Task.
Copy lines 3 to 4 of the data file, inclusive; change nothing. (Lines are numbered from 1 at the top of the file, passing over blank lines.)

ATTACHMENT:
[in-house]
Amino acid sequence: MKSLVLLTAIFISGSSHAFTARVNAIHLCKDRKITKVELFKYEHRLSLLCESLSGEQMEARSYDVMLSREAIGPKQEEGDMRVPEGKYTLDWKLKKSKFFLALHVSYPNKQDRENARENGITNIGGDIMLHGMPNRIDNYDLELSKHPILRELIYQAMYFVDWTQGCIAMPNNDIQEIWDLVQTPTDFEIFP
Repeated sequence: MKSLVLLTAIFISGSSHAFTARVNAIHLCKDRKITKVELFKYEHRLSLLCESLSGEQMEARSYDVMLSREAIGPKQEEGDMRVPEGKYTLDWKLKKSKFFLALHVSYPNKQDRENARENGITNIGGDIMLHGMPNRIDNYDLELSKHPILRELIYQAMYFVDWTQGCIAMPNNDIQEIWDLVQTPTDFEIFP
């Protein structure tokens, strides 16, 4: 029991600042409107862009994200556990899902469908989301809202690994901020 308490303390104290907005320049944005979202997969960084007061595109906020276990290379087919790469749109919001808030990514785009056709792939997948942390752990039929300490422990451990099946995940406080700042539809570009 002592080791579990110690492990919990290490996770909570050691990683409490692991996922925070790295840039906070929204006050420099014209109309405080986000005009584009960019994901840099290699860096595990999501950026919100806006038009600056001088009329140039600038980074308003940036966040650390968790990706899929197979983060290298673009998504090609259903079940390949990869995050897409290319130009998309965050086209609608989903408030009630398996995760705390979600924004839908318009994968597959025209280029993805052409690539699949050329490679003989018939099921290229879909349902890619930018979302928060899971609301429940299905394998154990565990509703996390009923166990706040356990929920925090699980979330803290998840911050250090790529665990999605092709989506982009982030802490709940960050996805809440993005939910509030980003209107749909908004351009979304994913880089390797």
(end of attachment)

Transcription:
Repeated sequence: MKSLVLLTAIFISGSSHAFTARVNAIHLCKDRKITKVELFKYEHRLSLLCESLSGEQMEARSYDVMLSREAIGPKQEEGDMRVPEGKYTLDWKLKKSKFFLALHVSYPNKQDRENARENGITNIGGDIMLHGMPNRIDNYDLELSKHPILRELIYQAMYFVDWTQGCIAMPNNDIQEIWDLVQTPTDFEIFP
């Protein structure tokens, strides 16, 4: 029991600042409107862009994200556990899902469908989301809202690994901020 308490303390104290907005320049944005979202997969960084007061595109906020276990290379087919790469749109919001808030990514785009056709792939997948942390752990039929300490422990451990099946995940406080700042539809570009 002592080791579990110690492990919990290490996770909570050691990683409490692991996922925070790295840039906070929204006050420099014209109309405080986000005009584009960019994901840099290699860096595990999501950026919100806006038009600056001088009329140039600038980074308003940036966040650390968790990706899929197979983060290298673009998504090609259903079940390949990869995050897409290319130009998309965050086209609608989903408030009630398996995760705390979600924004839908318009994968597959025209280029993805052409690539699949050329490679003989018939099921290229879909349902890619930018979302928060899971609301429940299905394998154990565990509703996390009923166990706040356990929920925090699980979330803290998840911050250090790529665990999605092709989506982009982030802490709940960050996805809440993005939910509030980003209107749909908004351009979304994913880089390797």